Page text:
Kelly Scott Madison




Report: 2012 STATE OF MEDIA encourages industry to embrace 'chaos'

The report examines which factors are driving big changes in advertising and media today

CHICAGO – April 24, 2012

Kelly Scott Madison today announced the release of its "2012 STATE OF MEDIA" report, a 55-page analysis that details the current media and advertising landscape and forecasts upcoming industry trends.

The annual report, which breaks down media segments into five main categories, indicated that the industry is currently in the midst of a revolution due to unprecedented rates of consumer technology adoption, platform convergence and increased access to analytics. Not only has the introduction and true embracement of cutting-edge gear, such as tablets and continuously-evolving mobile devices changed the very way consumers absorb media, but now more than ever trends are showing that users increasingly expect to interact with all content providers through multiple online and offline formats.

While these factors have and continue to create challenges for media companies, advertisers and outlets alike, there are still many who find the developments a reenergizing shift from previous industry standards.

KSM President Joni Williams gave her thoughts on the current state of change by saying, "Our industry is experiencing more progress at a faster pace than we’ve ever seen before. The amount of data now available to both advertisers and consumers is astounding. Even our traditional classifications of media segments will evolve as they continue to converge. To some this may all sound overwhelming, but it shouldn’t. Technological advancements are allowing us to do more for our clients than ever before, and that’s the sort of chaos we should be excited to embrace."

Still, KSM’s report found that changes in consumer demands and behaviors initially caused a scramble among media entities, and continues to generate issues. Ever since digital reached mass adoption, outlets have been forced to produce and deliver content across all formats, or risk losing audience share. "What’s incredible is we’re seeing media that used to be highly segmented now depending upon one another for survival. Cable, radio, broadcast, print and digital formats all find themselves in the same position; they need each other’s content to function and hopefully remain profitable. It’s a fragile ecosystem, and if one source dies all will be affected," added Elizabeth Kalmbach, KSM’s vice president of strategy.

Industry shifts are also causing advertisers to experience big changes, specifically in regards to audience targeting. Because of market convergence, agencies are now more apt to experiment with a mix of digital and traditional tactics in new campaigns. However, due to the speed at which analytics and technology are constantly advancing along with recent developments in privacy regulation, indicators show that companies will be testing these efforts in a trial and error manner into the foreseeable future.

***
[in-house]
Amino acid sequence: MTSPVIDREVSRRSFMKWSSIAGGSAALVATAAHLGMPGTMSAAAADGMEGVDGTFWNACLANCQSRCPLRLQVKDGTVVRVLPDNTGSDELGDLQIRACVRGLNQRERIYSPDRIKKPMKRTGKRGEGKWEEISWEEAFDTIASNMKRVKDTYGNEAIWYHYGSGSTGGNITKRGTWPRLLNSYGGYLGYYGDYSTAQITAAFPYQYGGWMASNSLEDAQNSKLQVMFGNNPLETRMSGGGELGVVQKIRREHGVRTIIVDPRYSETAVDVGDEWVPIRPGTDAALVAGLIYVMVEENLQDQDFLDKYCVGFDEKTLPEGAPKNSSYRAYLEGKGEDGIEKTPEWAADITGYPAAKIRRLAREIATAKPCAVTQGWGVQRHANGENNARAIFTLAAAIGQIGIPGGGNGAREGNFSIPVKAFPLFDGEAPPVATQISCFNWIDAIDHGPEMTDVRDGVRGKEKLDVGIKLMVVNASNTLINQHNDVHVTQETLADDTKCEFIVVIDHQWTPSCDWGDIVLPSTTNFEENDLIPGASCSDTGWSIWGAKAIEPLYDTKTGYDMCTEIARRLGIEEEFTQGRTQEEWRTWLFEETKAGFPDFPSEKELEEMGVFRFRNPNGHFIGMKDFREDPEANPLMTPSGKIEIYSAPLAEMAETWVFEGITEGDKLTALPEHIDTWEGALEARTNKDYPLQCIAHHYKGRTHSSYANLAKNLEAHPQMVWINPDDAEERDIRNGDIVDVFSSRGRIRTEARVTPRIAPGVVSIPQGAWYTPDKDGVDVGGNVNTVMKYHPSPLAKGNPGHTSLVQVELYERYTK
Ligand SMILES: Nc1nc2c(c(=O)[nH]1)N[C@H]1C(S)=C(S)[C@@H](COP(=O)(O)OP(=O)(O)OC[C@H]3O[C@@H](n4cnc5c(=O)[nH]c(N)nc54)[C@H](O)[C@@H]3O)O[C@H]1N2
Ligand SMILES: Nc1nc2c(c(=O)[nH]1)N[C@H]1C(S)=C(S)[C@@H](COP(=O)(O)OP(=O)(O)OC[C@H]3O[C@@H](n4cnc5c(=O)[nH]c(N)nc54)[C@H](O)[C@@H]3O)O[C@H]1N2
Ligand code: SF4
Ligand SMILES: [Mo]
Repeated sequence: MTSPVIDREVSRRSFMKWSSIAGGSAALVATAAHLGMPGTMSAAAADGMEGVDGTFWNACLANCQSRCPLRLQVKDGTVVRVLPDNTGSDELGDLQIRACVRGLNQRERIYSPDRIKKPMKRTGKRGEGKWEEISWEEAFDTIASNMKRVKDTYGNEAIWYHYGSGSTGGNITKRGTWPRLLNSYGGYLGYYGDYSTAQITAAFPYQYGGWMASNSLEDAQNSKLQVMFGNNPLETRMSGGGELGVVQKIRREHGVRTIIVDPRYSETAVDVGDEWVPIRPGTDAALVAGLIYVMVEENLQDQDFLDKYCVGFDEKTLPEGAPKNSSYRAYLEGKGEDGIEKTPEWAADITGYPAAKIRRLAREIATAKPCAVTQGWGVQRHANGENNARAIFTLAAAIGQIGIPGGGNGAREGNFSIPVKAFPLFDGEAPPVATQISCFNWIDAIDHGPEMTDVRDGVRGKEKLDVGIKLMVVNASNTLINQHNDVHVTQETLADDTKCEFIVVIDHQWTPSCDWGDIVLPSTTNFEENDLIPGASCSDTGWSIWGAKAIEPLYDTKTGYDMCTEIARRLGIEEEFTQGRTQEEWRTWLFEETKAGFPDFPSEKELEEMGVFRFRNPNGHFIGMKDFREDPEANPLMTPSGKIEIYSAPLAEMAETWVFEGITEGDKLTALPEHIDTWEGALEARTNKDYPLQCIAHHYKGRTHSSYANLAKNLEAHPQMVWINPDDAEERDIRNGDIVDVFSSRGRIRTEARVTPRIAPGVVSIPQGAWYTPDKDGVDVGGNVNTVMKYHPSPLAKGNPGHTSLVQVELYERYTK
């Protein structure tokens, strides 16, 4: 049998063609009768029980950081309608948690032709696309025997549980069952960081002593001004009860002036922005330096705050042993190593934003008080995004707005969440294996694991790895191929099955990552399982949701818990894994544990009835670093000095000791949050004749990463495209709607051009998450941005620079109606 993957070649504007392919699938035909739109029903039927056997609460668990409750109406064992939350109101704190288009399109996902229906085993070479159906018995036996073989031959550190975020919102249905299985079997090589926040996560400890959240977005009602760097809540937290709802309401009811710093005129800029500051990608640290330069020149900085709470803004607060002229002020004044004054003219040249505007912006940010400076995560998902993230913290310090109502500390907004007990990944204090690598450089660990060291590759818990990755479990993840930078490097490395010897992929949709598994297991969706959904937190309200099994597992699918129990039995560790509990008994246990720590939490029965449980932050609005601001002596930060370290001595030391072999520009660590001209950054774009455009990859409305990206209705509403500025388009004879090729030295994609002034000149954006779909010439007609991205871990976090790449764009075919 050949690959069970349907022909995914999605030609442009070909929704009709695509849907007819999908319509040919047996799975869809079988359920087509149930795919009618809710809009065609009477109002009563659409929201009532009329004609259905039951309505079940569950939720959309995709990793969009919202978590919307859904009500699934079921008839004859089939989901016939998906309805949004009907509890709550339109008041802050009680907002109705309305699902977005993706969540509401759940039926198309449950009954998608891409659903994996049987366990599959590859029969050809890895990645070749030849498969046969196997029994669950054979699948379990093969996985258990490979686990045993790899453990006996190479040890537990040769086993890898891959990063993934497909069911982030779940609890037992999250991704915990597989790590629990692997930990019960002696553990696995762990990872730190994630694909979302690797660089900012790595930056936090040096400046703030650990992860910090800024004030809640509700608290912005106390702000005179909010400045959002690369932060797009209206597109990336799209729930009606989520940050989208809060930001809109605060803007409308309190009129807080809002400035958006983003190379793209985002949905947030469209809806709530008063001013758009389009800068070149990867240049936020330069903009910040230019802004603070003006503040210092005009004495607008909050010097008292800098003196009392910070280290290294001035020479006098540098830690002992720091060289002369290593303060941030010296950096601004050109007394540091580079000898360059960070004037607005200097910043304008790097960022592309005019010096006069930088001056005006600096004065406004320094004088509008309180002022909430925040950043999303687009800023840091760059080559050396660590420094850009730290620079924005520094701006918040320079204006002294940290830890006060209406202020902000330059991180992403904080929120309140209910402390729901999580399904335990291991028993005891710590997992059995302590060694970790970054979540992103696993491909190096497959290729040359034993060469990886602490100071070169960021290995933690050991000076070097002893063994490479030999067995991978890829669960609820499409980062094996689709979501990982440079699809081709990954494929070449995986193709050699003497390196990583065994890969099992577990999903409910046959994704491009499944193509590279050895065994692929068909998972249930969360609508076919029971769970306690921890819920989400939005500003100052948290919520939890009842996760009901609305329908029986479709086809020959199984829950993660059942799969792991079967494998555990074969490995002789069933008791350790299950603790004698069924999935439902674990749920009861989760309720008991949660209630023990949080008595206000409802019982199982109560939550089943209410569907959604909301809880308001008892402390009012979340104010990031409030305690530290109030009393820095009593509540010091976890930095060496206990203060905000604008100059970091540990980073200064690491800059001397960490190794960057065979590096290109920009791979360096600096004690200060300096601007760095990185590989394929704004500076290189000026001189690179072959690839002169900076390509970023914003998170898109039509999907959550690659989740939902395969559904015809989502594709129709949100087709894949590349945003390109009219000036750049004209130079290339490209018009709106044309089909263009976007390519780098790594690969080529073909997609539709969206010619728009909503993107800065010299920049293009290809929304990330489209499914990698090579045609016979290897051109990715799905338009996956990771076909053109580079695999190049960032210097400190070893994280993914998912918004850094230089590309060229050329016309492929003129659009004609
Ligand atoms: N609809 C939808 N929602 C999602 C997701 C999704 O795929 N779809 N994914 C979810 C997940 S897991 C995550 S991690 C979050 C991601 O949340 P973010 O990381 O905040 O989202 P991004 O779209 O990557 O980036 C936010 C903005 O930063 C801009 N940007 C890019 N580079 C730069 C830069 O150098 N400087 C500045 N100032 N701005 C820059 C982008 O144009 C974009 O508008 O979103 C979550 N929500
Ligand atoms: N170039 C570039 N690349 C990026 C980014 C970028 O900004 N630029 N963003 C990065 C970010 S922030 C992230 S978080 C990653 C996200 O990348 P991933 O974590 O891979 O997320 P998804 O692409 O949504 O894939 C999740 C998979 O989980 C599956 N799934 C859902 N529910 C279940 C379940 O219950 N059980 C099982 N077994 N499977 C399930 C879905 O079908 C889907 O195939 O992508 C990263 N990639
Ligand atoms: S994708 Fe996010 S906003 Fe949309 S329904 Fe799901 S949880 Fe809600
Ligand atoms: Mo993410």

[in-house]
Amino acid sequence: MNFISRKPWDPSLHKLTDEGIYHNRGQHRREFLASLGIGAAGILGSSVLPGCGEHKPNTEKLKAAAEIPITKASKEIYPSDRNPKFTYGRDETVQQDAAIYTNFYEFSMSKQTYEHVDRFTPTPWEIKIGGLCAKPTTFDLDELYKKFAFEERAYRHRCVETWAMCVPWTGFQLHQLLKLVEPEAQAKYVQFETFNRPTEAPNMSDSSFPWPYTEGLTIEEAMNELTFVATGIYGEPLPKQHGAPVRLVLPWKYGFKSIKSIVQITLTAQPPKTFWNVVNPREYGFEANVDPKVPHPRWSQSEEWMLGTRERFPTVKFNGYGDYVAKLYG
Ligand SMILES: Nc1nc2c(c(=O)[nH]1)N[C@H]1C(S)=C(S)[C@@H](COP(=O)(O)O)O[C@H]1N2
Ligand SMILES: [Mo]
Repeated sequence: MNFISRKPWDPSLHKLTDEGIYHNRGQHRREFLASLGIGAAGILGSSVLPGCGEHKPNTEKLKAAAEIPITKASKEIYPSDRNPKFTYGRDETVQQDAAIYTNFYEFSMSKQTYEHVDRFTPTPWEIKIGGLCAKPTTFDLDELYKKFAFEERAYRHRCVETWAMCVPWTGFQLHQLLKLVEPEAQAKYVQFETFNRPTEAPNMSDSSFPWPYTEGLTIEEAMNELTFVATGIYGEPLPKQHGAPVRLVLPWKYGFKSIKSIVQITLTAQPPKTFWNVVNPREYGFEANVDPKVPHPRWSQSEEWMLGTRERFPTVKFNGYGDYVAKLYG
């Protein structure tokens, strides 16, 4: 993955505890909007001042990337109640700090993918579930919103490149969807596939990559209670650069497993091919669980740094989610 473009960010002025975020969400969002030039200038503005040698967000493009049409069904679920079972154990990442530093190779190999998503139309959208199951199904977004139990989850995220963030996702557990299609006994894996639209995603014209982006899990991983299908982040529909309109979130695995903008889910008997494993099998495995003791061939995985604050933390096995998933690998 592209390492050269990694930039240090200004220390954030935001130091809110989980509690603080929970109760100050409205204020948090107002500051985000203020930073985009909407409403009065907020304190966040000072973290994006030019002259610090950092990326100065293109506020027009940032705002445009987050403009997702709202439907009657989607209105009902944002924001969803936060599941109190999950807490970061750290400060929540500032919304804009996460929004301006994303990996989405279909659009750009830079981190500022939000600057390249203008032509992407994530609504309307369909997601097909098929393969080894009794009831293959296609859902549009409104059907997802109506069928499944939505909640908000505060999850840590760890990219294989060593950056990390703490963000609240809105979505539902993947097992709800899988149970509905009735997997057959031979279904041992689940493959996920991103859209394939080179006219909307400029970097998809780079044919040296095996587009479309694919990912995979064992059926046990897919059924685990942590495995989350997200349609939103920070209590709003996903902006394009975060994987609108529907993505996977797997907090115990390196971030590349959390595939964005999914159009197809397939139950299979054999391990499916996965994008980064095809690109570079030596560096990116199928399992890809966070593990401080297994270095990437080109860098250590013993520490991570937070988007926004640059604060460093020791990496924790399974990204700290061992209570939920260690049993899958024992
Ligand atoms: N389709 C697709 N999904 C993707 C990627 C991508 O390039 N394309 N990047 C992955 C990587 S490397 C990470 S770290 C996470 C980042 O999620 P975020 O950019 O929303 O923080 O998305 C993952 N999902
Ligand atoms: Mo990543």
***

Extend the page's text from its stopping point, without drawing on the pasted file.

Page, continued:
Williams weighed in on this issue by saying, "Given the current rate of change, these new methods and developments may require specialized guidance to make sense of it all, but that’s what makes our jobs as both students and advisors of media strategies constantly entertaining and informative. Industry innovation should continue to outpace itself each year, and helping our clients grow alongside that change will be a truly invigorating undertaking."

Key findings from the 2012 STATE OF MEDIA report include:

  • Faster technology adoption: It took tablets less than two years to reach the 40 million unit mark; that same level of adoption took seven years for smartphones.
  • Market clutter: Less than 4 percent of videos on YouTube exceed the 100,000 viewer mark. Now more than ever, advertisers have to find the most appropriate delivery method and make strong marketing decisions in order to avoid having their messages lost in the clutter.
  • Privacy Issues: As the industry continues to battle consumer misconceptions and fears over privacy issues, education and self-regulatory practices will be key to maintaining order. Regulators will continue to face outcry from advertisers that are unsure of how costly proposed standards will benefit all those involved.
  • Data overload: The digital media industry is "drowning in data" and will only overcome this issue by successfully understanding how their key target groups are currently consuming media, thus allowing them to separate insignificant performance metrics from those that matter most.
  • Wireless Spectrum shortage: Better known as wireless signals, spectrum is a finite resource and licensed to companies by the government. Its availability over the coming years will become a large issue as smartphones and tablets are essentially rendered useless without it. Cable, broadcast and mobile providers will fight to maintain a hold on spectrum, and whoever wins will literally own the market.

The full report is available online at KSM’s website, or interested parties can request a hard copy by emailing their shipping address to with the subject line "Send 2012 SOM Report."

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